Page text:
Two years after Lorenzo’s death his son Piero was overthrown and in 1494 Savonarola became Florence’s reformist leader. In 1497 he had his supporters collect priceless books, art, musical instruments, furniture and other items he called “vanities” and had himself a bonfire – The Bonfire of The Vanities.
In 1498 Savonarola was excommunicated and shortly thereafter hung til near death then burned at the stake in Florence’s Piazza della Signoria. A marble plaque in the ground marks the spot he was burned. (Just in front of the Fountain of Neptune.)
8. They Got Exiled Quite Often
Starting with Cosimo’s exile to Venice in 1433, the family was exiled several times. His great grandson Piero was exiled in 1494. Five years later the family was exiled again, returned to power in 1512 but then were exiled yet again in 1527.
While Giulio di Giuliano de Medici (who would become Pope Clement VII) was living in Rome at the home of his cousin Lorenzo II, he got a black slave working in the home pregnant. The child was named Alessandro and was known as Il Moro, the Moor, due to his dark skin.
In 1532 his father, Pope Clement VII made Alessandro the first Duke of Florence, not only creating the hereditary succession that lasted until 1737, but by doing so making Alessandro the first black leader in the western world.
Alessandro was the last member of the main Medici bloodline. He had 2 illegitimate children, but no legitimate offspring, so with him Cosimo’s lineage ended.
10. The World’s 1st Ballet
In 1581 the world’s first ballet was performed in France for the court of Catherine de’ Medici.
11. The World’s 1st Opera
Ferdinando de’ Medici, the Grand Duke of Tuscany who sits astride his horse in Florence’s beautiful Piazza SS Annunciata had his own huge cultural achievement when he introduced opera to Europe. To celebrate the wedding of his niece Marie de’ Medici to King Henry IV of France in 1600 he put on a lavish performance of the opera Euridice.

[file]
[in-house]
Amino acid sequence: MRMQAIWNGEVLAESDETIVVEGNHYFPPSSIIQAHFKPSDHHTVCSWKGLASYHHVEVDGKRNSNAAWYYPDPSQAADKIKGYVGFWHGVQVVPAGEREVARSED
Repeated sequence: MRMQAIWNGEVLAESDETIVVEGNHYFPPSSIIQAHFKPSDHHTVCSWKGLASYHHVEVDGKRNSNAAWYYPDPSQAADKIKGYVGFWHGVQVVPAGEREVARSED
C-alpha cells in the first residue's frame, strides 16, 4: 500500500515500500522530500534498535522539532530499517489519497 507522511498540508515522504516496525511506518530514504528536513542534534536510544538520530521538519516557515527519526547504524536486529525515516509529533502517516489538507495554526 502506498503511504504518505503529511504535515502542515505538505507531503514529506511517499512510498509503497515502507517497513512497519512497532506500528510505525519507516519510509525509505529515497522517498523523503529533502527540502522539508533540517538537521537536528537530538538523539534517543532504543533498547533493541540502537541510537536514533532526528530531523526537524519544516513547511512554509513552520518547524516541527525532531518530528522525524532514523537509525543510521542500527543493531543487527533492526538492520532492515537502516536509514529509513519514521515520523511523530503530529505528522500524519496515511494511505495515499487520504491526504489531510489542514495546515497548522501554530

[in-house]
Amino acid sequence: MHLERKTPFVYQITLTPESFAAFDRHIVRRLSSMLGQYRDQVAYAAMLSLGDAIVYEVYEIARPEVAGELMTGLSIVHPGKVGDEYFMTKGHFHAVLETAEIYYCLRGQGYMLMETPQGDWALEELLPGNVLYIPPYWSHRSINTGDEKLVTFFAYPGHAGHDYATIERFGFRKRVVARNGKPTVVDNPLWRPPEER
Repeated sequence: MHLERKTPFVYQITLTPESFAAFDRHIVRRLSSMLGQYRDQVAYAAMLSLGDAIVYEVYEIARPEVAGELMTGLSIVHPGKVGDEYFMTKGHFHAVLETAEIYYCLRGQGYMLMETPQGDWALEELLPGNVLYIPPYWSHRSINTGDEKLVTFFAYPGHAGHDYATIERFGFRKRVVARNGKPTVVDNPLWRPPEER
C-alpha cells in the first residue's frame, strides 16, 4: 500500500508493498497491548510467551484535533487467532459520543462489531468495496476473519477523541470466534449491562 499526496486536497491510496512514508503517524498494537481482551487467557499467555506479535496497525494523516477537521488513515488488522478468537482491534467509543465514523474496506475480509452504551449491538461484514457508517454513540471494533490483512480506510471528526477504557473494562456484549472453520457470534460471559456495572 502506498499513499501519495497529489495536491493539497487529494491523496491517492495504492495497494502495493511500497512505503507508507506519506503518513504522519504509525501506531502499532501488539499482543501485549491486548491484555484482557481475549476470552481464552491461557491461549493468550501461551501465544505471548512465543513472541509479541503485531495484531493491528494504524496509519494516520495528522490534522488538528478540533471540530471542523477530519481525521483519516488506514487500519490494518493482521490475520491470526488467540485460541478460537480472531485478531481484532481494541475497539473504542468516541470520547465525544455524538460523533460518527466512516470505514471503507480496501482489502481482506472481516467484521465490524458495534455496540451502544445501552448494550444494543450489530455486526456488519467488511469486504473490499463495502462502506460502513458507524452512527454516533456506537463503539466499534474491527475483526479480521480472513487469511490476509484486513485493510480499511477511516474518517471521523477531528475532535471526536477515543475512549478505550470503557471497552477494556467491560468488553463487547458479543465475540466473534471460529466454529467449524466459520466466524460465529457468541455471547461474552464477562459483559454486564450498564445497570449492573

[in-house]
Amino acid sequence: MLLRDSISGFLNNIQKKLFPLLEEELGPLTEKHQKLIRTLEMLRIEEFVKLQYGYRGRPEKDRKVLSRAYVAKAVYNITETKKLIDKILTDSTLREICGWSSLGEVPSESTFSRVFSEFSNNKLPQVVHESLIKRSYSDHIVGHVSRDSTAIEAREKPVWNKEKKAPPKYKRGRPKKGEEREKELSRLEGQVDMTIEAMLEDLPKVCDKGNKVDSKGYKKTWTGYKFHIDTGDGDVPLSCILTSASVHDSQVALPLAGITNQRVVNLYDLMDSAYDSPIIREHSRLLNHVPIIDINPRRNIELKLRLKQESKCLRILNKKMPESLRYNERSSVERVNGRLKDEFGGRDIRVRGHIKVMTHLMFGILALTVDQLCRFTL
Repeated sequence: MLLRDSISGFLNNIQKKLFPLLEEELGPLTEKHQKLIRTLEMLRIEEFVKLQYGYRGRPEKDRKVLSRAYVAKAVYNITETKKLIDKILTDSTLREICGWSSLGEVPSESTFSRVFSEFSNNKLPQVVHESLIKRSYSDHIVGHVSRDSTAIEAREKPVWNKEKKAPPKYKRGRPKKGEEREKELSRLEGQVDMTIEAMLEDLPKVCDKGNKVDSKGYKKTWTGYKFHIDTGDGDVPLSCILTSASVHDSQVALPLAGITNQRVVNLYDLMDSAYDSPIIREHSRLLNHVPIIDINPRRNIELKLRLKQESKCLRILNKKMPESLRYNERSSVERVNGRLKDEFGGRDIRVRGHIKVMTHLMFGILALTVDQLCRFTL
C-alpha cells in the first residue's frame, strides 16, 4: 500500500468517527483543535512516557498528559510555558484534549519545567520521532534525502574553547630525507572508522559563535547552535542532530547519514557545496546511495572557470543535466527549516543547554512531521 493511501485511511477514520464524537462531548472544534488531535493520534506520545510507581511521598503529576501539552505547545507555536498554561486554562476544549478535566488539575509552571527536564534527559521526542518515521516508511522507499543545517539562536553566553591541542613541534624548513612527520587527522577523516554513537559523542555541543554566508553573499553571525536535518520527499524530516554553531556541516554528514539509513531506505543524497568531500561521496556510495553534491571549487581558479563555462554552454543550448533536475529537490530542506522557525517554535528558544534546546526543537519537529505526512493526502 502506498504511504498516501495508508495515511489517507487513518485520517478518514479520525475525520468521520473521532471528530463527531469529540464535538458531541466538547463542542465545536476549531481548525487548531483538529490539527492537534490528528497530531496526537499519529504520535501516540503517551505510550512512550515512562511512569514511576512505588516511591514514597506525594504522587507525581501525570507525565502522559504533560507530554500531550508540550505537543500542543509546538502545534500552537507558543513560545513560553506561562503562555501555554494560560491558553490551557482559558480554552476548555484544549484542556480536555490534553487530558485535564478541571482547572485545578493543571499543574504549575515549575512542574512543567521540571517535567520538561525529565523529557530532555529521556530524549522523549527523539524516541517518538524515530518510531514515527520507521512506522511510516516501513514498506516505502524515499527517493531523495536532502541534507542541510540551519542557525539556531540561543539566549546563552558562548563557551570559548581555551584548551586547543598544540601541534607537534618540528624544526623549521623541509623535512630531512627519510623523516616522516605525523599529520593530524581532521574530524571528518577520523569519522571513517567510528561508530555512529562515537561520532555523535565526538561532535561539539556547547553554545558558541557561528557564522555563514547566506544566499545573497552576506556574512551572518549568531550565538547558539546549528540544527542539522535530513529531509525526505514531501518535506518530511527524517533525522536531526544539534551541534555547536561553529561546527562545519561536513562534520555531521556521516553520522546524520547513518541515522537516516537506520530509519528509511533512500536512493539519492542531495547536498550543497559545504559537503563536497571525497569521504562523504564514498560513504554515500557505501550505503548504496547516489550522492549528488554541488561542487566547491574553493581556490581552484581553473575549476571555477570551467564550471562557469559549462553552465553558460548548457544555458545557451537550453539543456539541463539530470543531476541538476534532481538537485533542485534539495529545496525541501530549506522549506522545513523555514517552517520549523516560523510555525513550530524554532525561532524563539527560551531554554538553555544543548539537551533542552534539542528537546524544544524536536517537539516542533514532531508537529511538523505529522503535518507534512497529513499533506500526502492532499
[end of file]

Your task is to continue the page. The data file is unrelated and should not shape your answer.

12. Galileo Was A Medici Tutor
Not only were the Medici patrons of the arts, they also supported scientists, including the physicist and astronomer Galileo Galilei.In the early 1600s Galileo needed money to support his family and took a job tutoring Ferdinando’ son Cosimo. When Galileo discovered the moons of Jupiter he named them after the Medici. He published a book about the discoveries he had made with a telescope he invented, “The Starry Messenger”, and dedicated it to his former student, Cosimo. Cosimo hired him as mathematician and philosopher to the Grand Duke, a lucrative position.
13. A Debauched Duke Ended It All
The 7th and final member of the family to serve as Grand Duke of Tuscany was Gian Gastone de’ Medici. He came to power in 1723, led a wild life full of debauchery, and died without any heirs. The leading European powers decided he should be succeeded by Francis, Duke of Lorraine, who would in turn become Holy Roman Emperor and father of Marie Antoinette.
Gian Gastone’s only sibling, Anna Maria Luisa de’ Medici died in 1743 without any children. She willed the Medici family’s enormous art collection, libraries and other treasures to the Tuscan state with the condition they must always remain in Florence.
When In Florence…
When you do go to Florence take time to explore the lives of the Medici. Their Florentine life took place in the historic center of town, and you can see them everywhere, if you know where to look. Just knowing a little about Cosimo, Lorenzo the Magnificent, Cosimo I, and one of my favorites, Ferdinando I can completely change your experience in the Renaissance city and add depth and color to the tapestry of your trip.
I have a free downloadable pdf of my Secret Florence, telling you my favorite bars, restaurants, places to buy jewelry and souvenirs and much more. You can download your Secret Florence pdf here.
Do you belong to my Private Members Newsletter? Twice each month it tells you about special foods to try, festivals happening in Italy and under the radar places to visit, both within the big cities as well as villages around the country. You can get on the list and become a member (for free) here.
Want to know more about the Medici? The following is a list of really tremendous books that give you insight into the fascinating lives, stupendous rise and ultimate fall of the Medici Family. Each book has an Amazon affiliate link.